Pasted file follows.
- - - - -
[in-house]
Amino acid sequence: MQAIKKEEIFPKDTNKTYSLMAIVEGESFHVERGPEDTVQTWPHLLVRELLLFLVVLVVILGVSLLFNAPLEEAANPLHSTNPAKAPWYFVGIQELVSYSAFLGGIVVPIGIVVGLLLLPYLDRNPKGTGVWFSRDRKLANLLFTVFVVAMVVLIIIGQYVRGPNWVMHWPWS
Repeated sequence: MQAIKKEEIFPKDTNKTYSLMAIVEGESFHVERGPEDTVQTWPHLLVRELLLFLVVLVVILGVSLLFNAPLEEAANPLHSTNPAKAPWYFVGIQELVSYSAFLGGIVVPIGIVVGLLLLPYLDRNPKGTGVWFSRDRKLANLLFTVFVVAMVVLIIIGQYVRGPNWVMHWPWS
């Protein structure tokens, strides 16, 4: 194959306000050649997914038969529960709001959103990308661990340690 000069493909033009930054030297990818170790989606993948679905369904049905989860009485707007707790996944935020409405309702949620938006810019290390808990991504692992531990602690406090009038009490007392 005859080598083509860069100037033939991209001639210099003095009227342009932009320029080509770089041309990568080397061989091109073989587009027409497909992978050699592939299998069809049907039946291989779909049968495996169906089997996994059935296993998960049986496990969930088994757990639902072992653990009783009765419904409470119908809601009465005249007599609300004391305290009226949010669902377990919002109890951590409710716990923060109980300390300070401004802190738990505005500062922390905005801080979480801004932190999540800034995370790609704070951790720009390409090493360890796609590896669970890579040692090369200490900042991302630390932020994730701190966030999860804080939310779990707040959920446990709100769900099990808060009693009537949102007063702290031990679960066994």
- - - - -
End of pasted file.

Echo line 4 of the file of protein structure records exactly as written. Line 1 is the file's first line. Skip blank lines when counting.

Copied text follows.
């Protein structure tokens, strides 16, 4: 194959306000050649997914038969529960709001959103990308661990340690 000069493909033009930054030297990818170790989606993948679905369904049905989860009485707007707790996944935020409405309702949620938006810019290390808990991504692992531990602690406090009038009490007392 005859080598083509860069100037033939991209001639210099003095009227342009932009320029080509770089041309990568080397061989091109073989587009027409497909992978050699592939299998069809049907039946291989779909049968495996169906089997996994059935296993998960049986496990969930088994757990639902072992653990009783009765419904409470119908809601009465005249007599609300004391305290009226949010669902377990919002109890951590409710716990923060109980300390300070401004802190738990505005500062922390905005801080979480801004932190999540800034995370790609704070951790720009390409090493360890796609590896669970890579040692090369200490900042991302630390932020994730701190966030999860804080939310779990707040959920446990709100769900099990808060009693009537949102007063702290031990679960066994």